Should I pay Class 2 National Insurance if I leave the UK?

If you continue to pay UK National Insurance Contributions (NICs) when you are working abroad, you will still be entitled to your full State Pension and the other allowances and benefits it pays for.

Whether or not you are allowed to continue NIC payments depend on which country you are now working in, your employment status and the length of time you remain there.

We need to look at the type of economic agreement between the UK and the country you are working in. This information, combined with how you are employed provides the answer to whether or not you should pay National Insurance Contributions in your particular situation.

Class 2 Voluntary National Insurance Contributions

In most cases if you are abroad you can make voluntary Class 2 National Insurance payments to protect your UK State Pension and entitlement to other benefits and allowances.

Class 2 voluntary contributions criteria

Not everyone who leaves the UK is entitled to make voluntary class 2 national insurance contributions.

To be eligible:

  • You must have worked in the UK immediately before leaving
  • You have previously lived in the UK for 3 years in a row
  • Paid 3 years’ National Insurance

Can I just make voluntary contributions so my State Pension is fully accounted for?

Yes, you can make voluntary NICs in many situations. You need leaflet NI38 for the eligibility criteria, which includes HMRC application Form CF83.

It is important to remember that this leaves you without health insurance in the country that you are working in if you make voluntary UK NICs.

Countries that are members of the EEA (European Economic Area) or the EU, and Switzerland

These countries have agreed that all workers pay the social security of their employer’s host country. This means that you do not pay UK NICs, but the equivalent in the country where you now work. The upside of this is that you can access some benefits in the country you now live in and may be entitled to medical treatment at a reduced price, or for free. The downside is that you will accumulate a gap in your UK NICs.

This is the rule in most cases, but of course there are exceptions. You might be able to only pay UK NICs, and not social security in the other country, if you are:

  • Working in two or more EEA countries, this includes Britain, it depends where you live. (Form CA8421i)
  • Self-employed in the UK and are only working abroad for a maximum of two years. (Either Form CA3837, or Form CA3822 if you’re a limited company)
  • Working for a UK employer that has sent you on secondment to another EEA country for no more than two years. (Form CA3822)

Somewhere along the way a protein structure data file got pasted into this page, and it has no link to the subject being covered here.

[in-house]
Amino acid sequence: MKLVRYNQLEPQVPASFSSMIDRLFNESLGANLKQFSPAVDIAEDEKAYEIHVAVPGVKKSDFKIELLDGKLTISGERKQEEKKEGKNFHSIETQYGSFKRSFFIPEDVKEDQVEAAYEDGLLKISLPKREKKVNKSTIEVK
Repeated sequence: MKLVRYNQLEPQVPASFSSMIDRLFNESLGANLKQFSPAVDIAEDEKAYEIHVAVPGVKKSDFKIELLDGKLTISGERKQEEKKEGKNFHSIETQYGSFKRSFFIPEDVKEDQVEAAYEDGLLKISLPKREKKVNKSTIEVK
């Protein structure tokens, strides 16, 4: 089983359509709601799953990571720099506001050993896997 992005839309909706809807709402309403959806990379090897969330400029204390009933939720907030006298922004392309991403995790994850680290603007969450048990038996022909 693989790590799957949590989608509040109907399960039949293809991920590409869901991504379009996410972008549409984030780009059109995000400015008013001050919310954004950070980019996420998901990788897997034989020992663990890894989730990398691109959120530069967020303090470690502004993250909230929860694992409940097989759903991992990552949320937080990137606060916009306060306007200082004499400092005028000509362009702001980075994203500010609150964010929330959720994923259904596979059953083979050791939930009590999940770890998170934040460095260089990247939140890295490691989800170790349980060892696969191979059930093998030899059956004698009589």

Countries outside the EEA with Reciprocal Agreements or Double Contribution Convention Agreements

The UK has Reciprocal or Double Contribution Convention Agreements with some countries outside the EEA. These are sometimes referred to as bilateral Social Security agreements and are negotiated with each individual country rather than a group, like the EEA. They usually state that you pay social security in the country in which you are working. So, if you are going from the UK to work in one of these countries, you would not be paying your UK NICS as well.

Currently the UK has bilateral Social Security agreements with the following countries: Barbados, Bermuda, Bosnia-Herzegovina, Canada, Chile, Croatia, Guernsey, Israel, Jamaica, Japan, Jersey, the Former Yugoslav Republic of Macedonia, Mauritius, Montenegro, New Zealand, Philippines, Republic of Korea, Serbia, Turkey, and USA.

Exceptions to the rule

If you are self employed in the UK and are only spending a temporary amount of time working abroad then you might be able to continue with UK NICs payments and not have to pay the equivalent in your host country. (Form CA9107).

Similarly to the EEA agreements, if you are sent to work temporarily in one of these countries by you British employer then you might be able to carry on paying UK NICs instead of the other country’s social security equivalent. (Form CA9107).

It is wise to research this thoroughly to make sure you understand the impact of this on your ability to access necessary benefits and healthcare while you are working abroad.

All other countries

If your employer is in any other country (not EEA, with a bilateral Social Security agreement, or Switzerland), then you are allowed to continue with your UK NICs for up to 52 weeks working abroad; as long as you meet these three criteria:

  1. You have just been living in the UK
  2. You are ‘ordinarily resident’ in Britain
  3. Your employer in the other country has a British business location

As a self employed person you can continue your Class 2 National Insurance, but you do not have to in these circumstances. There are eligibility criteria to meet.

Do these rules apply when I work for the UK government?

No, if you are working abroad in a UK government role then you simply continue to pay UK NICs. This includes serving members of the Armed Forces, civil servants, diplomats, embassy staff, consular appointments and all their staff.

UK tax rebate services

When you have left the UK it’s common to be entitled to a refund of income tax after you have left. The reasons for overpaying tax are varied and depend on your particular set of circumstances. You can learn more about what tax you could be owed back in our leaving UK tax refund guide and in our UK expat tax and non resident tax guides (for people paying tax in the UK and whilst living outside the UK).

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